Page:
In the eyes of God, all of us in our wonderful particularity equally receive the invitation to “fear” and receive God (Acts 10:35). Fear is not often a way to relate to God that we stress in our churches, especially in a culture wherein fear leads us to isolate and protect ourselves from any encroachment. The fear of God differs from the fears that can so easily immobilize us.

In Luke and Acts, fear is often associated with the appearances of angels (Luke 1:12-13; 1:30; 2:9-10; 5:10; etc.); the natural human reaction is to quiver before such appearances, but rather consistently these messengers of God instruct those to whom they appear not to fear. That is, the fear of God is not terror or panic, but a profound acknowledgement that God’s holiness, power, and love are simply beyond our comprehension. It is such fear linked with doing “what is right” which marks off the people of God (Acts 10:35).

In the next few verses (36-43), Peter proclaims the gospel in short form. In theologically dense and significant language, Peter summarizes the whole of the Christian message in a story about God’s action through Jesus, culminating in his resurrection and its proclamation by those who now bear witness to it. Notice what highlights Peter stresses. The exclamatory “He is Lord of all” encapsulates Peter’s declaration. The story of Jesus begins in Galilee and Judea. There, Jesus gains the sanction and power of the Spirit to do good and heal those over whom demons exerted power. His life seems to end on a “tree” (cf. Acts 5:30 and Deuteronomy 21:22-23), but his resurrection and his appearances to select witnesses demonstrate the futility of his execution. His resurrection then results in the command that his witnesses proclaim that he alone is “judge of the living and the dead,” and that the prophetic word has come true in the one who can forgive the sins of all who believe.

At least at this particular moment, this is the essence of the gospel for Peter: the local efforts of Jesus to heal amongst his neighbors take on a universal significance with his resurrection. In this way, Jesus shatters the distinction between the local and the universal, the provincial and the all-encompassing.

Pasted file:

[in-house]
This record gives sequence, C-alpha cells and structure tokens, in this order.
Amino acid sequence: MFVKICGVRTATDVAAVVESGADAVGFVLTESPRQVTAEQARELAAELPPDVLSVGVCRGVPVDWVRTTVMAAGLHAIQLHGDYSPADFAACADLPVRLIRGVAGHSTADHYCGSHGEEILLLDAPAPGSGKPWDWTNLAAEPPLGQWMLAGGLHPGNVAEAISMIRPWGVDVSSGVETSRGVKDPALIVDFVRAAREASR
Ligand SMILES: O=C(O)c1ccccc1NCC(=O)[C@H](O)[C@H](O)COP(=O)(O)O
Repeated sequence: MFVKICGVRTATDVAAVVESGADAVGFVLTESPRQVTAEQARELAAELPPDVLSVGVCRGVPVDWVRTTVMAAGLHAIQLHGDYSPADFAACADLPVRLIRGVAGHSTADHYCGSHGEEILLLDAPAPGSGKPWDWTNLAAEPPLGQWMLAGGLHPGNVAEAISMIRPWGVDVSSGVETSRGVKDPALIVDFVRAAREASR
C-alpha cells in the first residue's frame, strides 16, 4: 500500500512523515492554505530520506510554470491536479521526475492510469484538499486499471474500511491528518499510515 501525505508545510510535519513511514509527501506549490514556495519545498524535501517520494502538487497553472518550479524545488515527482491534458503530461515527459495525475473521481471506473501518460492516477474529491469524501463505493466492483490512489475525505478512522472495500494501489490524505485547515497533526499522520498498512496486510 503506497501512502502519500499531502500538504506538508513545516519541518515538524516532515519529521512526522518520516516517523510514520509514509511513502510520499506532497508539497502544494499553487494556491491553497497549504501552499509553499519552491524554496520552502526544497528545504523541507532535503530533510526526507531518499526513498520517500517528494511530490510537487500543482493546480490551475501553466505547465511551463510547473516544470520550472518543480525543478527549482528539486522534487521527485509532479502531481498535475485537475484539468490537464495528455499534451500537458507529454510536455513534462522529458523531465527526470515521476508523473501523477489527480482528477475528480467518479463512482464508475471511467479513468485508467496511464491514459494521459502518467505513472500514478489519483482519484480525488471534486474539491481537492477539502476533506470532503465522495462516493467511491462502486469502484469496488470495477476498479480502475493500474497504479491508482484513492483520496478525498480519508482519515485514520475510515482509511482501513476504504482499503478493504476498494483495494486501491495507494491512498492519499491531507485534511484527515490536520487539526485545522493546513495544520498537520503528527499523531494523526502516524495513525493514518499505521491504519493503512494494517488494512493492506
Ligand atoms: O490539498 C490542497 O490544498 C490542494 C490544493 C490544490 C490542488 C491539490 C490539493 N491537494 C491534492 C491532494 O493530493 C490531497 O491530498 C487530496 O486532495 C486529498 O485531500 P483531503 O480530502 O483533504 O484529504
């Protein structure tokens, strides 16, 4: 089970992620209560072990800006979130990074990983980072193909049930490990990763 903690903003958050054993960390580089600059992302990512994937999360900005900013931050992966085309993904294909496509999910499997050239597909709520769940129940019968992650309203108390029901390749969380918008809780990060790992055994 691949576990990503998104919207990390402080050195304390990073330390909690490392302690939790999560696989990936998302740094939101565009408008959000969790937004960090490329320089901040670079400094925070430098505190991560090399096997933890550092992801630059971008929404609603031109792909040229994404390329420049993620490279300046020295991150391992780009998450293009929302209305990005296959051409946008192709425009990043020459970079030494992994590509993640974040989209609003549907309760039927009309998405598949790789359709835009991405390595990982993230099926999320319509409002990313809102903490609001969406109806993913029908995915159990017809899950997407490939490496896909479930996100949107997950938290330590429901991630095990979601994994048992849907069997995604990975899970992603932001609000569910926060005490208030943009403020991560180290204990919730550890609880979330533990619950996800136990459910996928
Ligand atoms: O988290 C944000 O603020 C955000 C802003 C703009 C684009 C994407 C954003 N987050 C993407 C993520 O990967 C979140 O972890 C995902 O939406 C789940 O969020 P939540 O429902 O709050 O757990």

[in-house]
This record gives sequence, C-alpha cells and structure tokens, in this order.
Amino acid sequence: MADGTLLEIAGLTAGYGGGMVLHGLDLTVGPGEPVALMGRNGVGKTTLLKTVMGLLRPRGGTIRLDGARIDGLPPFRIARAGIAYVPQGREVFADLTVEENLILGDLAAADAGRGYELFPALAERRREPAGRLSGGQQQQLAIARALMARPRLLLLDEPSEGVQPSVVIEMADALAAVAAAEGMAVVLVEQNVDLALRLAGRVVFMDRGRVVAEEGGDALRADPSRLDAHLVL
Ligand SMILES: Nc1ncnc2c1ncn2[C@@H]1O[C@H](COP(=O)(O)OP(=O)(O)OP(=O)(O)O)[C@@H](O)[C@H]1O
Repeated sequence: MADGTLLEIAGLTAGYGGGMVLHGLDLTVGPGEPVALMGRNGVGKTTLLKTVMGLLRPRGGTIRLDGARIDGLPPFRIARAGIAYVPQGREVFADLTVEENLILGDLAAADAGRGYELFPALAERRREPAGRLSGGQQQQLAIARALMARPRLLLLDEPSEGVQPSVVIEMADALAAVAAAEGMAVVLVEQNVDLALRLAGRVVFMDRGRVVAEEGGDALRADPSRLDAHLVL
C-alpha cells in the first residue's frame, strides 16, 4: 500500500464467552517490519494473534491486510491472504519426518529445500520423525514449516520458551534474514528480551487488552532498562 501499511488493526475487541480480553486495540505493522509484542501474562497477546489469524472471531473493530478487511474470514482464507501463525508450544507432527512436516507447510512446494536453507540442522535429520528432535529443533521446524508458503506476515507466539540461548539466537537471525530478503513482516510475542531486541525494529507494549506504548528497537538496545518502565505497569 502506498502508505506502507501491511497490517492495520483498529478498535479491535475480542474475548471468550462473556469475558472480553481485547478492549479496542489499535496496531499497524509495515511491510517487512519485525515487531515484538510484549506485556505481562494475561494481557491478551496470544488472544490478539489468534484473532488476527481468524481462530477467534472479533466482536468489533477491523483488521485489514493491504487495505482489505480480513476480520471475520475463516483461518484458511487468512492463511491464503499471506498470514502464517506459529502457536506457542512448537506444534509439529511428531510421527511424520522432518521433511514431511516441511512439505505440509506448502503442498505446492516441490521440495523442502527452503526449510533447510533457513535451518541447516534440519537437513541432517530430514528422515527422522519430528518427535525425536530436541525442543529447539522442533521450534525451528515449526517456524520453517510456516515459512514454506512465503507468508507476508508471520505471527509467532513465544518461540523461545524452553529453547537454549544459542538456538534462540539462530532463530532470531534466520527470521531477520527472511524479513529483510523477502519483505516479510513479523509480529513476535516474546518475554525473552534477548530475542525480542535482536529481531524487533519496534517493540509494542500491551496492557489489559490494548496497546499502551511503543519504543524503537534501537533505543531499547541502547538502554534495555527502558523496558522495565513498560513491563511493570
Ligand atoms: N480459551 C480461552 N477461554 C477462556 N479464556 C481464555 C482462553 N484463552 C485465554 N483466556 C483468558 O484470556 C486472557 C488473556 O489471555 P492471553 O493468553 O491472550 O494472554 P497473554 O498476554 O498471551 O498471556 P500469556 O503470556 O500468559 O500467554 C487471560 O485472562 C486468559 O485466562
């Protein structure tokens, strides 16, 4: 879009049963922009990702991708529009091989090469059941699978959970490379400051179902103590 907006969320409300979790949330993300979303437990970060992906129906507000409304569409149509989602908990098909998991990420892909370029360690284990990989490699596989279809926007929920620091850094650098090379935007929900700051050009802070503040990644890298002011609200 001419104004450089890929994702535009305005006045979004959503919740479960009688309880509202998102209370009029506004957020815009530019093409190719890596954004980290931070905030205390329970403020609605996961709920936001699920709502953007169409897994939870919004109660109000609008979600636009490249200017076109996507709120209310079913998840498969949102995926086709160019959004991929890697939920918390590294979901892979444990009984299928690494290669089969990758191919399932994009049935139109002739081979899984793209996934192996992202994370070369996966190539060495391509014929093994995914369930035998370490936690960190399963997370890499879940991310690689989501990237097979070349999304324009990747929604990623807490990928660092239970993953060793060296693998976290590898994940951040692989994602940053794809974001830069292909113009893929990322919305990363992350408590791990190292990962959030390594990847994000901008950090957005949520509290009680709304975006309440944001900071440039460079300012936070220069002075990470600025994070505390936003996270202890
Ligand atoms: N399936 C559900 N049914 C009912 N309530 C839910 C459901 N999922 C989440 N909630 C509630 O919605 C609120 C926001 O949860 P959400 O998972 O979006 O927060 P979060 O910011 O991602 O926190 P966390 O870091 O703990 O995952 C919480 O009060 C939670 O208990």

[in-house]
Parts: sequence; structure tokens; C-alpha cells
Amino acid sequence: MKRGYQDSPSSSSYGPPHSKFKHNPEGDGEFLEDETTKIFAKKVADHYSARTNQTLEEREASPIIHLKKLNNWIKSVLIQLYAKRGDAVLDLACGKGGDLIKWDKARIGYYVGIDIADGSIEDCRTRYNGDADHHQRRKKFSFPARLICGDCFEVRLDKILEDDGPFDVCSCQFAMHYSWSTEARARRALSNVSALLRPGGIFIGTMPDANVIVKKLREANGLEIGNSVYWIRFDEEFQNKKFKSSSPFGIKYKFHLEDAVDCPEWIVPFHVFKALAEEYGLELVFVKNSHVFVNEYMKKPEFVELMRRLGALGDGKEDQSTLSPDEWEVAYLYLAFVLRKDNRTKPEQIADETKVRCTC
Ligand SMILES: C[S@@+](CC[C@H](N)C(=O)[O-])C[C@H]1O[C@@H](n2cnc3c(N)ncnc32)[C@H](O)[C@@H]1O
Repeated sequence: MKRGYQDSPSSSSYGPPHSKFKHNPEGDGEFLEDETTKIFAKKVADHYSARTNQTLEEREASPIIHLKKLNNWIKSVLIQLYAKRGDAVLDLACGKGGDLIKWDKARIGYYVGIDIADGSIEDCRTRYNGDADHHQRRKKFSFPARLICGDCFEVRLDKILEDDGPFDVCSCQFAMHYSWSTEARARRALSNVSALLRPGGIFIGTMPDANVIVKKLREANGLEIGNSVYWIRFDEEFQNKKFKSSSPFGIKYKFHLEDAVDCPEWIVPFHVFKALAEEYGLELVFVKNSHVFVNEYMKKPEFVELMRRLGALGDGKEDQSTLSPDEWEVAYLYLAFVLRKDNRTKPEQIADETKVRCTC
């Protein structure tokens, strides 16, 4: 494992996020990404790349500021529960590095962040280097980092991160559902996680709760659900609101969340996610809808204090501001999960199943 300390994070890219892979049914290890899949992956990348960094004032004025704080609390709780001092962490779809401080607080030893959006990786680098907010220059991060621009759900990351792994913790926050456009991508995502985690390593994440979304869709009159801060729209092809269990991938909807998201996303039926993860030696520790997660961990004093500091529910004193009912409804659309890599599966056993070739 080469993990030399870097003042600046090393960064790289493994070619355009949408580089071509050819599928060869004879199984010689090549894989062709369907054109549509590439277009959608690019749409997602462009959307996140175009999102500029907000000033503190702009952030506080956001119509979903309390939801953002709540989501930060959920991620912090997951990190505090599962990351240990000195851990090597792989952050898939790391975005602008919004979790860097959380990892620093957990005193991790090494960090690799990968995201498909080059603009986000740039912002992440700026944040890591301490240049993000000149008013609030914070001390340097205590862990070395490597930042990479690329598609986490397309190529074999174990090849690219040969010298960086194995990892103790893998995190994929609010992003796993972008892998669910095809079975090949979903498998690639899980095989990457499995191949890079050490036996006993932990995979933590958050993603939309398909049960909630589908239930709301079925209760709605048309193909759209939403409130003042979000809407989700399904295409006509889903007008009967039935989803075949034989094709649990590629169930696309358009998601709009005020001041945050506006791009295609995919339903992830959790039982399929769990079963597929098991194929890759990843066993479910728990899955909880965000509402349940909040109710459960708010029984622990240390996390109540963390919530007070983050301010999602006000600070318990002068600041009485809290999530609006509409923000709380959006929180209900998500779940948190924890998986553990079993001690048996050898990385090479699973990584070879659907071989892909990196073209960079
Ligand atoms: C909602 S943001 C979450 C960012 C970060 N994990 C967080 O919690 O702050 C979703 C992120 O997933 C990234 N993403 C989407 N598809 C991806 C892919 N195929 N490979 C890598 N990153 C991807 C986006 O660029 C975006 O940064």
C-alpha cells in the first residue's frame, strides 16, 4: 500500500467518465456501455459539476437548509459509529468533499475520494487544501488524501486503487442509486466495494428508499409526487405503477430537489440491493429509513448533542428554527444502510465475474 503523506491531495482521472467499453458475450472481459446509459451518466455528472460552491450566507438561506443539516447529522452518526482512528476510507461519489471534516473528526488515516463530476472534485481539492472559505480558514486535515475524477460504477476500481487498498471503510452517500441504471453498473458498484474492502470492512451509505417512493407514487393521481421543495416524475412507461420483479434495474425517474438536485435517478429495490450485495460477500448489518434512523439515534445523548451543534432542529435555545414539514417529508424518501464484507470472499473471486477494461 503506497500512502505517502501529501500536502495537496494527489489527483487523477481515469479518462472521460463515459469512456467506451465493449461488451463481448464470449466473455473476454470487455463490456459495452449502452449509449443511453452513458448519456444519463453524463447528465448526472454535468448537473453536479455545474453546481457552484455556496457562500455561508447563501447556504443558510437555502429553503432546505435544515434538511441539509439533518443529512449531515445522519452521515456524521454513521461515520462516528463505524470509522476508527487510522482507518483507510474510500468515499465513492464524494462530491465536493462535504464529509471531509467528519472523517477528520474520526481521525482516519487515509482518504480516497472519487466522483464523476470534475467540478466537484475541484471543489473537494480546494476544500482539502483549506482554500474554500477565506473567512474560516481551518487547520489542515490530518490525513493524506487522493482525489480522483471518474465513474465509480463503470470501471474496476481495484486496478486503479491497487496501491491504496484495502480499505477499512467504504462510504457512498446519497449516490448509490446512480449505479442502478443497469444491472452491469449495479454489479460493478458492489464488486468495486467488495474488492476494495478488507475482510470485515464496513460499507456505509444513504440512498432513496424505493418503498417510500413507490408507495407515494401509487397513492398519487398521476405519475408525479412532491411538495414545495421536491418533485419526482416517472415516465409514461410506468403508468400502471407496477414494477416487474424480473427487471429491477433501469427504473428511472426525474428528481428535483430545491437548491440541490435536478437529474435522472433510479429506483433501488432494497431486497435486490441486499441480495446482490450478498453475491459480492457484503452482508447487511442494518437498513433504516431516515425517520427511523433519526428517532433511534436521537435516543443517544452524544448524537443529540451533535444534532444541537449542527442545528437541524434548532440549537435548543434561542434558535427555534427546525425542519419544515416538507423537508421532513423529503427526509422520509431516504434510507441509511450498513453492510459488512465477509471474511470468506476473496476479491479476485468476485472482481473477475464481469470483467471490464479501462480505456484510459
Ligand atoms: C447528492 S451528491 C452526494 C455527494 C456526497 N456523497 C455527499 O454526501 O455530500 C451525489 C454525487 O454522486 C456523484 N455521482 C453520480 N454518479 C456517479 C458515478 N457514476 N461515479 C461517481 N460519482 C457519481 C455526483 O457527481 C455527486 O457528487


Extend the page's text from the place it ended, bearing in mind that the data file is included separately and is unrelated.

Were we to compress our faith, what theological elements would remain as most essential? Were we to tell a simple story of Jesus’ deeds and his person, what would we say?

Of course, our answers may depend on the context of our confession of faith. Peter’s gospel epitome emerges from a specific series of experiences rife with significance. From the three-fold vision (Acts 10:9-16) to the miraculous outpouring of the Spirit, Peter must express the gospel in a world radically changed before his eyes. This sounds familiar to those of us who have had to grapple with change, whether tragic or wonderful. Whether as an effect of loss or gain, our lives change, and the gospel must respond. This text reminds us that in the midst of change, the Christian’s instinct ought to be to restate anew the living word of God.

No liturgical date is as apt a reminder of this Christian imperative as Easter Sunday. Jesus’ resurrection violates the natural order of life and death, contradicts expectations that the Messiah would bring a swift end to the political powers, and continually challenges us to examine our faith anew. For Peter, the implications of the resurrection include the shattering of ossified social boundaries, for “he is Lord of all!”

Often, the wider narrative within which we find this brief but powerful speech is labeled as the conversion of Cornelius. Beverly Gaventa has argued persuasively that the typical indications of conversion are absent in this story; in fact, we even mislabel this narrative if we center it around the actions of Cornelius or Peter.1 Conversion requires the selection of a new path in life. In the end, Cornelius’ life does not change as dramatically as Peter’s and by implication, the church’s. In the end, God is the ultimate actor. God has moved ahead of the church to embrace all the world’s people. Indeed it is God’s initiative that sets Peter, Cornelius, and the church to this monumental juncture.